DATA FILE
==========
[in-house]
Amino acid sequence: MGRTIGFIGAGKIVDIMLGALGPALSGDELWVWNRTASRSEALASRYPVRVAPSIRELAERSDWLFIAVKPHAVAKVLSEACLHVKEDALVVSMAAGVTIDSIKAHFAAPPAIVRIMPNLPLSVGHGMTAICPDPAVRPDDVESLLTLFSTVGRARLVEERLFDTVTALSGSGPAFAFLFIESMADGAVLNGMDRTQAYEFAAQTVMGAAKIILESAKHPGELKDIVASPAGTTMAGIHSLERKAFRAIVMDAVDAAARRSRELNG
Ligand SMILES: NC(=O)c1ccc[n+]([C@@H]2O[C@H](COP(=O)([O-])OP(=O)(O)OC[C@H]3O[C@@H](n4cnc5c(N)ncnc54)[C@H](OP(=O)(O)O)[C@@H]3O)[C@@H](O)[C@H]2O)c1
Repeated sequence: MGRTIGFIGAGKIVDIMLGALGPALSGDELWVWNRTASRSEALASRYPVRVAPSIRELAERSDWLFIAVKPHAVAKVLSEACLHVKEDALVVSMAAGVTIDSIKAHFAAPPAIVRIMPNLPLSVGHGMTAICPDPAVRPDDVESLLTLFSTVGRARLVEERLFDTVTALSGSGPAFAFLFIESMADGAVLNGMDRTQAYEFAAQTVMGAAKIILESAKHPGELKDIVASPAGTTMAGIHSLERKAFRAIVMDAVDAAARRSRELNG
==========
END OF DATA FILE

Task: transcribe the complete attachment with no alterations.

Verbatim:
[in-house]
Amino acid sequence: MGRTIGFIGAGKIVDIMLGALGPALSGDELWVWNRTASRSEALASRYPVRVAPSIRELAERSDWLFIAVKPHAVAKVLSEACLHVKEDALVVSMAAGVTIDSIKAHFAAPPAIVRIMPNLPLSVGHGMTAICPDPAVRPDDVESLLTLFSTVGRARLVEERLFDTVTALSGSGPAFAFLFIESMADGAVLNGMDRTQAYEFAAQTVMGAAKIILESAKHPGELKDIVASPAGTTMAGIHSLERKAFRAIVMDAVDAAARRSRELNG
Ligand SMILES: NC(=O)c1ccc[n+]([C@@H]2O[C@H](COP(=O)([O-])OP(=O)(O)OC[C@H]3O[C@@H](n4cnc5c(N)ncnc54)[C@H](OP(=O)(O)O)[C@@H]3O)[C@@H](O)[C@H]2O)c1
Repeated sequence: MGRTIGFIGAGKIVDIMLGALGPALSGDELWVWNRTASRSEALASRYPVRVAPSIRELAERSDWLFIAVKPHAVAKVLSEACLHVKEDALVVSMAAGVTIDSIKAHFAAPPAIVRIMPNLPLSVGHGMTAICPDPAVRPDDVESLLTLFSTVGRARLVEERLFDTVTALSGSGPAFAFLFIESMADGAVLNGMDRTQAYEFAAQTVMGAAKIILESAKHPGELKDIVASPAGTTMAGIHSLERKAFRAIVMDAVDAAARRSRELNG